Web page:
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    Default Embracing Hair Texture - From a Caucasian Perspective

    Interesting article on StyleList....just thought I'd share.

    How I Learned to Love My Curls: From Poofy to Stick-Straight to Happy At Last
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    The gift of nappy hair.....see a pattern emerging? :-)

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    Dani F is offline Active Nappturality Member
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    Interesting article.

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    Interesting article I suppose, but that girl gets from me as my honest initial reaction. What's next, a northern Japanese chick pale as ramen talking about how she embraced her 'dark' skin or some naturally slender girl with a slight booty talking about embracing her 'curves'?

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    Quote Originally Posted by Exotica X View Post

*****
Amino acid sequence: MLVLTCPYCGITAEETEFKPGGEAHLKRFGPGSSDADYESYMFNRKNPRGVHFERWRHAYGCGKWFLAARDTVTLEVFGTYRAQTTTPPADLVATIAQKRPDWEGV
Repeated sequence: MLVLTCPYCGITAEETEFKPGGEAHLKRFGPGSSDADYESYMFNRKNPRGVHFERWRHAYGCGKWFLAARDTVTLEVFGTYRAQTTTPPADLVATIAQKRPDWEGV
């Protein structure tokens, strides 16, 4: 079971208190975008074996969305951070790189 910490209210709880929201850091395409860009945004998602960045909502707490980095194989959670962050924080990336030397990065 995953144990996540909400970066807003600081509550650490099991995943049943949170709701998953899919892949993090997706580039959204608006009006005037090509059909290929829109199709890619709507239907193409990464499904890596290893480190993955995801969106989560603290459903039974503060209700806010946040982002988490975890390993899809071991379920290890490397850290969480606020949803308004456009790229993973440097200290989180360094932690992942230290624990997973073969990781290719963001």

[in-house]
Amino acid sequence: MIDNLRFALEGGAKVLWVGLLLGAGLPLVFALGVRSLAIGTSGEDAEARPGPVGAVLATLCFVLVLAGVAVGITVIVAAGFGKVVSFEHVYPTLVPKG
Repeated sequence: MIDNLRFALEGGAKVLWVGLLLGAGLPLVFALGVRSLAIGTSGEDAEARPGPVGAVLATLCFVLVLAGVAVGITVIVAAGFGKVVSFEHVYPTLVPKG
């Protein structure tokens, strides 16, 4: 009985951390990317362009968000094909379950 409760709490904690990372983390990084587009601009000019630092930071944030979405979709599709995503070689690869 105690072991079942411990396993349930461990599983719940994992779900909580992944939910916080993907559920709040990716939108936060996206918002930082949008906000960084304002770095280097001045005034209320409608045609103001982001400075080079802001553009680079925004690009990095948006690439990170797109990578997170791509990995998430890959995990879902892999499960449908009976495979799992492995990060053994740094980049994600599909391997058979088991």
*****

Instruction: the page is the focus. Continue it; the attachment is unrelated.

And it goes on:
Interesting article I suppose, but that girl gets from me as my honest initial reaction. What's next, a northern Japanese chick pale as ramen talking about how she embraced her 'dark' skin or some naturally slender girl with a slight booty talking about embracing her 'curves'?
    Exotica why is that your initial reaction?

    If you don't mind me asking
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    Quote Originally Posted by blackpanthershay13 View Post
    Exotica why is that your initial reaction?

    If you don't mind me asking
    It's annoying and I really wish people would check their privilege before acting like they made a major accomplishment that really wasn't a big deal.

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    So you are saying that having looser textured hair is a privilege?

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    I appreciated it. She was sharing her struggle from her own perspective and she was being transparent. Those of us with kinky coily hair do not all share the same struggles with our hair. For some its easier than others but those that reduce the value of their journey?